Presentation: Conception, Costs, and Consequences (3C’s)


“Fortune favors the prepared mind.” by Louis Pasteur.

Too often oral presentations are assigned without sufficient or even any support or teaching.  Somehow many people just assume that students will figure out how to present or will learn by doing.  Then too, in other cases, the support is given shares tips or generalizations like the one above which directs you to prepare but gives little or no help to do so.  This article builds upon the initial article written about the concept of considering the oral presentation as a production.  In that article, the key factors of Moment, Medium, and Message (3Ms) served as key factors for understanding the immediate needs of a presentation.   Here we go further to investigate key elements of planning needed to approach an oral presentation in order to effectively deliver the desired message, with the chosen medium in the prescribed moment.

Considering the Production

Not every presentation allows for extensive plans. Moreover, most students will argue a few assignments are of great enough worth to demand that much effort.  However, the presenter must at least understand the basics of what is involved as part of the commitment to presenting.  These minimum standards set a baseline on which more effective presentations can be built.  On the other hand, the lack of these minimal plans will make completing the presentation more difficult. Adopting the perspective of the novice student presenter allows us to consider the many unknowns they might face.  I want to push them back from the moment of presenting to consider the production of the experience that they create at that moment along with the planning to achieve it.  Then stepping towards production begins by considering: Conception, Costs, and Consequences (3C’s).

Considering the experience

Looking at the charge given provides a good first step when envisioning expectations related to the presentation.  The three areas we consider deal with the conceptions, costs, and consequences (3C’s) related to the assigned or accepted task of making the presentation. Often a student’s view of these things does not match that of the educator.   If the presenter cannot align things clearly with the target or the judge this mismatch negatively impacts the effectiveness of the presentation to attain the desired goal.  Moreover, an unrealistic or mismatched assessment of these ideas produces stress and potentially leads to problems as the actual performance approaches.  Now let us consider each of the 3C’s (Conception, Costs, and Consequences).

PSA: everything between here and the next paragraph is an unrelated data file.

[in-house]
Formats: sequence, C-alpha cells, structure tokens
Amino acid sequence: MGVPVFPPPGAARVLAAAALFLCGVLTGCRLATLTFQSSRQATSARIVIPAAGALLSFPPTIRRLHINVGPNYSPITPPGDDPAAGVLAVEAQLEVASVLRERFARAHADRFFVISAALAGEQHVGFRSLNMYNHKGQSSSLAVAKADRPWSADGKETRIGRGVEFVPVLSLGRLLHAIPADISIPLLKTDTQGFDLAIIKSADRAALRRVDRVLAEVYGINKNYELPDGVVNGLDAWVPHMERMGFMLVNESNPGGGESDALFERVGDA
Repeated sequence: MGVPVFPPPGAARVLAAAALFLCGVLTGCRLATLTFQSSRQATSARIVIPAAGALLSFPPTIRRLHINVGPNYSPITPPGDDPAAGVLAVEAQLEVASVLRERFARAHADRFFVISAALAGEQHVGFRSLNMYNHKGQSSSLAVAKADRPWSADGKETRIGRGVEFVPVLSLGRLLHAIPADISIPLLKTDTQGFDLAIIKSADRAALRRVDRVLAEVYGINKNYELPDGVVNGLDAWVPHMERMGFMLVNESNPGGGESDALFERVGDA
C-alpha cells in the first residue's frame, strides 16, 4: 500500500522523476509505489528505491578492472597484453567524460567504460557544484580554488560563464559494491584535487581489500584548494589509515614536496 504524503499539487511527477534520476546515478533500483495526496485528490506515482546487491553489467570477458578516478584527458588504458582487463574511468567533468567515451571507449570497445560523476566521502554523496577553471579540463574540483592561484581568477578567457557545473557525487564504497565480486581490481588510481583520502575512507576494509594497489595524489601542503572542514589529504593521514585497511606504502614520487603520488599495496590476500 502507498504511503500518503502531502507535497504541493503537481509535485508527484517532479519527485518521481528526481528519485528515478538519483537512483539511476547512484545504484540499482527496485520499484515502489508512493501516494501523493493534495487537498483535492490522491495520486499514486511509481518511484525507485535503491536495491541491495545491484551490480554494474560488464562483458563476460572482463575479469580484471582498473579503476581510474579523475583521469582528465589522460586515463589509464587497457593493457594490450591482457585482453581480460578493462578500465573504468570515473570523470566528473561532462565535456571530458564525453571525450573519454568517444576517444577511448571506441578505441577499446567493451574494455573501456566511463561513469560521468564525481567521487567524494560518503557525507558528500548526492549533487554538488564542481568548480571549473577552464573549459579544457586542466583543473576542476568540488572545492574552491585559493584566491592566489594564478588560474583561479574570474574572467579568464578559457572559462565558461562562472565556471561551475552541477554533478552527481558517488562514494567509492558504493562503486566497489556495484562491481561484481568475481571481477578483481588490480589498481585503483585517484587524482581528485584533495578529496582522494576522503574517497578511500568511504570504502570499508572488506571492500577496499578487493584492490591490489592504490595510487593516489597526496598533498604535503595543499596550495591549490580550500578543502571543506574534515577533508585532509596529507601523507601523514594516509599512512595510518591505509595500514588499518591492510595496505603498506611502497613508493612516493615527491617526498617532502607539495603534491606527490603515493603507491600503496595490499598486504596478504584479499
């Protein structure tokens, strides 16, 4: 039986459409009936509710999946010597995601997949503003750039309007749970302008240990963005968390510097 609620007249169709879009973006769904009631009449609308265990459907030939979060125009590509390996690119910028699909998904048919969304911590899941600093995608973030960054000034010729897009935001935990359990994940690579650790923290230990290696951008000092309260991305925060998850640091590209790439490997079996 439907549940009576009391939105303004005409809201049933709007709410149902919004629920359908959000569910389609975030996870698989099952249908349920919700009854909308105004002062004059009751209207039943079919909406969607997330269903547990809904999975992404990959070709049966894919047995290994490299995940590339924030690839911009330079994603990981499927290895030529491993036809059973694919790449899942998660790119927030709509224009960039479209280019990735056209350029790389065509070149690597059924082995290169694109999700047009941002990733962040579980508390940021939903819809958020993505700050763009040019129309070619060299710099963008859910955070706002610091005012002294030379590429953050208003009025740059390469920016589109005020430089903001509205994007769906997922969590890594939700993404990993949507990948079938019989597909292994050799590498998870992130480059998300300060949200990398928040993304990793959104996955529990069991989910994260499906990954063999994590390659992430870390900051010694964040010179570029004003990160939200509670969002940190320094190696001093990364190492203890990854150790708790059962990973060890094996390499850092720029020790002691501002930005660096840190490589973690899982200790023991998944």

Conception deals with the need for students to understand what the performance and thus the experience entails.  Some students will focus upon the assigned task (if one was given). Too often this only leads in a vague picture of what should be done or to misunderstandings.  Many students default to coverage to content as the guide for the experience.  They only consider how they feel and what will make the presentation   end by conveying the facts and information related to the topic.  This initial conception may lead to consideration of the experience of the target audience, the message being conveyed and the goal of the presentation beyond reporting.  Student preconceptions of what it means to present and what the teacher, audience, or other judge expects fundamentally   colors the resulting presentation.  Moreover, the presenter’s own conception of their role, responsibility and investment also weigh heavily in the successful outcome.